Energy & Environment

Category 4 Hurricane Sam looks likely to avoid US landfall

Hurricane Sam, a Category 4 storm, is picking up speed as it sweeps north over the Atlantic, but will likely avoid a U.S. landfall, according to AccuWeather.

The storm as of Sunday night was located roughly 880 miles to the east-southeast of Leeward Islands in the northeastern Caribbean Sea and was moving northwest at 7 miles per hour, according to AccuWeather.

The storm is still a Category 4 major hurricane on the Saffir-Simpson Hurricane Wind Scale, with sustained winds of 150 miles per hour.

Hurricane-force winds are extending out up to 30 miles from the center of the storm, and tropical-storm-force winds were moving up to 90 miles from the center.

The National Weather Center on Sunday said Sam is expected to remain a major hurricane for several days.

Sam started moving more northward this weekend, and it will continue to bend towards the north as the week moves forward, AccuWeather reported.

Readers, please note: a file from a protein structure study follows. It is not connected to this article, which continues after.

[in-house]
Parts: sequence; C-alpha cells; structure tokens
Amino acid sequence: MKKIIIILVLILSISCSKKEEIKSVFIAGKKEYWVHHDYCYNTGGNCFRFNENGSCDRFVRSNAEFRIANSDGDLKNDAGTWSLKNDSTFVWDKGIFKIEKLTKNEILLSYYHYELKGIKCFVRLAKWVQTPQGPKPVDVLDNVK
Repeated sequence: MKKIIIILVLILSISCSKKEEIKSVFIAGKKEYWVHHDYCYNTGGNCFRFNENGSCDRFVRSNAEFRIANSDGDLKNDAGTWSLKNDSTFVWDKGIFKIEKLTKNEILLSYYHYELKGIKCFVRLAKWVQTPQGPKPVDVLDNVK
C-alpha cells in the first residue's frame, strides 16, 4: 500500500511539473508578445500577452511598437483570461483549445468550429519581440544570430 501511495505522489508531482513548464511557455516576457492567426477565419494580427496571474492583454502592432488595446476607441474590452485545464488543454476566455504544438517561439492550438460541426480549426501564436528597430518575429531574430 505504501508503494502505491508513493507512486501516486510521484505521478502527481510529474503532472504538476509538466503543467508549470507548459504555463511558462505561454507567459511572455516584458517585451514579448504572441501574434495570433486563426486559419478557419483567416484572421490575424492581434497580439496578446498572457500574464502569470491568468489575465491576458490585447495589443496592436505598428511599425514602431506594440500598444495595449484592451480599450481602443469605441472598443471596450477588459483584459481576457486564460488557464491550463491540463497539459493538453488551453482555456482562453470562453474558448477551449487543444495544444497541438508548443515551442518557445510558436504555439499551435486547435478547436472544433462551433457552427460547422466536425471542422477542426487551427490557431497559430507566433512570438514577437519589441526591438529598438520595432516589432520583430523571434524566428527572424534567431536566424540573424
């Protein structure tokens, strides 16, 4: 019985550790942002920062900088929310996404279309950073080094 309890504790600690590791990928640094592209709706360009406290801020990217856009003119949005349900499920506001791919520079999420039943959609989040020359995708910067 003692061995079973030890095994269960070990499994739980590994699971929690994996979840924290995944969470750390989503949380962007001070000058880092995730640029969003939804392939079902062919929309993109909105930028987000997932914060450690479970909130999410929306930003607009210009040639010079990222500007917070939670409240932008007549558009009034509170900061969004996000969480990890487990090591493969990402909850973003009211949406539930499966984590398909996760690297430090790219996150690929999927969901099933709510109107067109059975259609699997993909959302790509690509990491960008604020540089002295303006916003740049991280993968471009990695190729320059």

Despite the fact that Sam will likely avoid a U.S. landfall, the Caribbean may still feel some effects of the storm.

Sam is the 18th named storm of the 2021 Atlantic hurricane season

The National Oceanic and Atmospheric Administration (NOAA) in August said it was predicting an above-normal hurricane season in its mid-season update for 2021.

Scientists at the agency said there is a 65 percent chance the 2021 Atlantic hurricane season, which ends in November, will be above normal.

"After a record-setting start, the 2021 Atlantic hurricane season does not show any signs of relenting as it enters the peak months ahead," NOAA Administration Rick Spinrad said in a statement at the time.